The changes that have come thick and fast over the last 18 months are confusing for even the most experienced landlords. How difficult is it, to ensure familiarity with the legislation? Very – because there are currently 145 lettings rules and regulations.
Those with large property portfolios will quickly become familiar with the changes, as they are more likely to belong to a landlord association who will do their best to keep members informed, or belong to accreditation schemes through local authorities who will also notify landlords of changes. Agents should also (but will not always) be aware of legislative changes – that is what the landlord is paying for.
But what of the ‘accidental’ landlord, those with only one property and unlikely to feel that paying an agent seems necessary and may be unaware of local landlord associations – how do they obtain the information they need about the legal processes?
Research has found that one in five of these ‘accidental landlords’, landlords by de-fault, do no research before starting to let their properties. Their intention is often to be a good landlord and a friend to their tenants, without having any idea of what their legal requirements are.
A report entitled ‘Who are the landlords providing private rented accommodation’ by Kate Faulkner of Designs on Property, found that up to 40% of landlords fell into this category, with most being aged over 55 years of age; they were also more likely to self-manage. They are a diverse group and often are letting out their former homes or a family home that has been inherited. Ms. Faulkner feels that the large number of older landlords, who do not consider letting a property as their only, or even main, source of income, makes them a difficult group to make contact with; yet reaching these is as important, if not more so, to ensure that they are aware of the changes which could mean they cannot if they want, or need, to evict.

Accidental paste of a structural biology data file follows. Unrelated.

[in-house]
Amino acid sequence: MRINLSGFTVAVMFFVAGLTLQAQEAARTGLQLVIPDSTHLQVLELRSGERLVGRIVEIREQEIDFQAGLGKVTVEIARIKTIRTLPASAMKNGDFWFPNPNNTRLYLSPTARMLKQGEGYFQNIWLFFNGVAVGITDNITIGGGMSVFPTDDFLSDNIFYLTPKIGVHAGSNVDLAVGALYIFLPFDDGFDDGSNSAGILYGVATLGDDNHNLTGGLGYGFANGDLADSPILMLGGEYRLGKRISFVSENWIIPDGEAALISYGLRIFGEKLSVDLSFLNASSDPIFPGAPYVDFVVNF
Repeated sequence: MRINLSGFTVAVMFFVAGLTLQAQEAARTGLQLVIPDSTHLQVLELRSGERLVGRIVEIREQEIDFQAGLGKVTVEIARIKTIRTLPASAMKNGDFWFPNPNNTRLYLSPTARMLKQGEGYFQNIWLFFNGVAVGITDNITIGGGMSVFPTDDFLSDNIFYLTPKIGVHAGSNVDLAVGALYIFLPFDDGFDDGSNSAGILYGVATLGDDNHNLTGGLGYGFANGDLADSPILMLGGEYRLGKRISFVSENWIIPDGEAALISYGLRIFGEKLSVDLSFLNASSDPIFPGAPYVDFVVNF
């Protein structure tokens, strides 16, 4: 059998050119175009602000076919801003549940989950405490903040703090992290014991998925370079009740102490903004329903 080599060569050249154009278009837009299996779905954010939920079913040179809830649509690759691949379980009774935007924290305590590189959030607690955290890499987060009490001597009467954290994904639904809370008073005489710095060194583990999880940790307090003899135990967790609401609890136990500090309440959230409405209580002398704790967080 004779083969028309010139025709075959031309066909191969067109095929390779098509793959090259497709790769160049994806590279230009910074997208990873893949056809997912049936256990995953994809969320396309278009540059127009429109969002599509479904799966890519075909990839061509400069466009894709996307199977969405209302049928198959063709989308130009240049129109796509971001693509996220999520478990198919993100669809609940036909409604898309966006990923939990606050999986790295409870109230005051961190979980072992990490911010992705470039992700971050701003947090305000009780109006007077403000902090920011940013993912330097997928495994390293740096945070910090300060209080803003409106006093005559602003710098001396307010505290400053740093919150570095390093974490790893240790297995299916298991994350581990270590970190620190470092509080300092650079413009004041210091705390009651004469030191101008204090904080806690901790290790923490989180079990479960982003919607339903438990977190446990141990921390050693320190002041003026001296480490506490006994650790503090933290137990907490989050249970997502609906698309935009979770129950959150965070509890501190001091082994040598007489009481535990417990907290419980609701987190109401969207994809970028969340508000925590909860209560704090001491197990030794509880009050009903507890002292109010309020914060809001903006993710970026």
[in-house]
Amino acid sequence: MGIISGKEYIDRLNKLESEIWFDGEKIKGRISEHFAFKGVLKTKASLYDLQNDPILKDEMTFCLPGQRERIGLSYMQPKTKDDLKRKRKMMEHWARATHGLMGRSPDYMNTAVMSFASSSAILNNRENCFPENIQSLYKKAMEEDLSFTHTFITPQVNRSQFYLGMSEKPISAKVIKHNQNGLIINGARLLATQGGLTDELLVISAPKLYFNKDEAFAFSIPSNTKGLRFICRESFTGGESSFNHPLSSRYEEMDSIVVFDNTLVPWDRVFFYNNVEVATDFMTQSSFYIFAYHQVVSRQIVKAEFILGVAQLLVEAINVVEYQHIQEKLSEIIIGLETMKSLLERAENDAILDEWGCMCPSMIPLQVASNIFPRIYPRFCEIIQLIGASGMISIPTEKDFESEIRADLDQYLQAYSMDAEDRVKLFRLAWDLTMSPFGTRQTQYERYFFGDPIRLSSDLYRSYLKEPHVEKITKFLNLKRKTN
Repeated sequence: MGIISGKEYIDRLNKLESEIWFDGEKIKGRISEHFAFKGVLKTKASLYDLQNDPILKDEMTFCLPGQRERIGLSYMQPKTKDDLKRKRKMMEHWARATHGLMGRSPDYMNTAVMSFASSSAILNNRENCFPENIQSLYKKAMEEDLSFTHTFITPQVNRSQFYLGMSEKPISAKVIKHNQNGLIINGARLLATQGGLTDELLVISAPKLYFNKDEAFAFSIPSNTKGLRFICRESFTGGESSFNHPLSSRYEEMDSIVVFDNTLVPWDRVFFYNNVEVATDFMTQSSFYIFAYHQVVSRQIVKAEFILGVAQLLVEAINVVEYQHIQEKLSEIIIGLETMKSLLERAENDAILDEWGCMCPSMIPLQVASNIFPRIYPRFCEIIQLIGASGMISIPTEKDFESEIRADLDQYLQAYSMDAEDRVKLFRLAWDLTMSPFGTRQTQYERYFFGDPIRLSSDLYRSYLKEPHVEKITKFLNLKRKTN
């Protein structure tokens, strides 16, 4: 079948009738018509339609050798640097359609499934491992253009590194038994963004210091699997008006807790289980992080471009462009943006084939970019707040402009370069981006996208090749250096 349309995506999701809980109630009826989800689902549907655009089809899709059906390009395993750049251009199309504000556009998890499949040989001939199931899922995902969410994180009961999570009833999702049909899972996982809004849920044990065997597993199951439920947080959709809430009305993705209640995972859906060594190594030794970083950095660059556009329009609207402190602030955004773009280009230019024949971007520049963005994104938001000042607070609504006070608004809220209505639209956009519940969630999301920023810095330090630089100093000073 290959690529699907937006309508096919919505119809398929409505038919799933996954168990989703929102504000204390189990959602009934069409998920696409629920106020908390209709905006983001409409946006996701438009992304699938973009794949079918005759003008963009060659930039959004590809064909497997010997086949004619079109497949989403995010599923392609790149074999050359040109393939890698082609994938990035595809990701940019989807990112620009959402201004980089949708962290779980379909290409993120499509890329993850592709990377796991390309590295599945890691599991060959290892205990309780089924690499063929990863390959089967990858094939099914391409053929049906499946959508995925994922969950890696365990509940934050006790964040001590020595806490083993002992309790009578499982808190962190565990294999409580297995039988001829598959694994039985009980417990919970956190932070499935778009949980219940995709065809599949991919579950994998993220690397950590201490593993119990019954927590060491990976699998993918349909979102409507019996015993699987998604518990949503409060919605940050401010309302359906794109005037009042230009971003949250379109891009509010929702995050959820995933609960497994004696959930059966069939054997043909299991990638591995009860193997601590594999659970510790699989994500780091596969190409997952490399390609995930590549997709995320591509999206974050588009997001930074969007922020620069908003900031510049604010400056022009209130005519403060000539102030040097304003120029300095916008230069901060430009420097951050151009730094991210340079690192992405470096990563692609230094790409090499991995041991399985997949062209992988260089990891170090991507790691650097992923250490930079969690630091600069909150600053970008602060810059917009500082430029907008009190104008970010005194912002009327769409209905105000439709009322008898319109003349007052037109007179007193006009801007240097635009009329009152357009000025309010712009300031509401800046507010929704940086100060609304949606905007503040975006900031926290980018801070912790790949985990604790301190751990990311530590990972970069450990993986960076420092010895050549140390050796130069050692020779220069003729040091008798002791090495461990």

Information and advice can be obtained from this website, but the best protection any landlord can have is to belong to a landlord’s association. Even more than an accreditation scheme run by the local authority, a landlord’s association can offer impartial guidance and advice – accreditation schemes will always mean that the authority will have an input and perhaps give more emphasis to what they want than what a landlord might like.
Most landlord associations will have their own insurance scheme for members which will offer a better rate than going individually to companies and should be able to ensure that all eventualities are covered, but how do landlords find out that all the advice they need is available at the end of a telephone?
This is the difficulty. Local newspapers are only too happy to print the stories of the bad landlord, but not quite as ready to publicise the remedy for the errors landlords make. The private sector must spread its’ tentacles further, so that the single property landlords can also take advantage of the assistance available and avoid the heartache of rejected eviction claims and charges of illegal eviction. Every landlord, whatever size of their portfolio, needs to adopt a professional way of working – and that includes membership of an organization that is there for landlords – and only for landlords.
For advice on buy to let issues – General Knowledge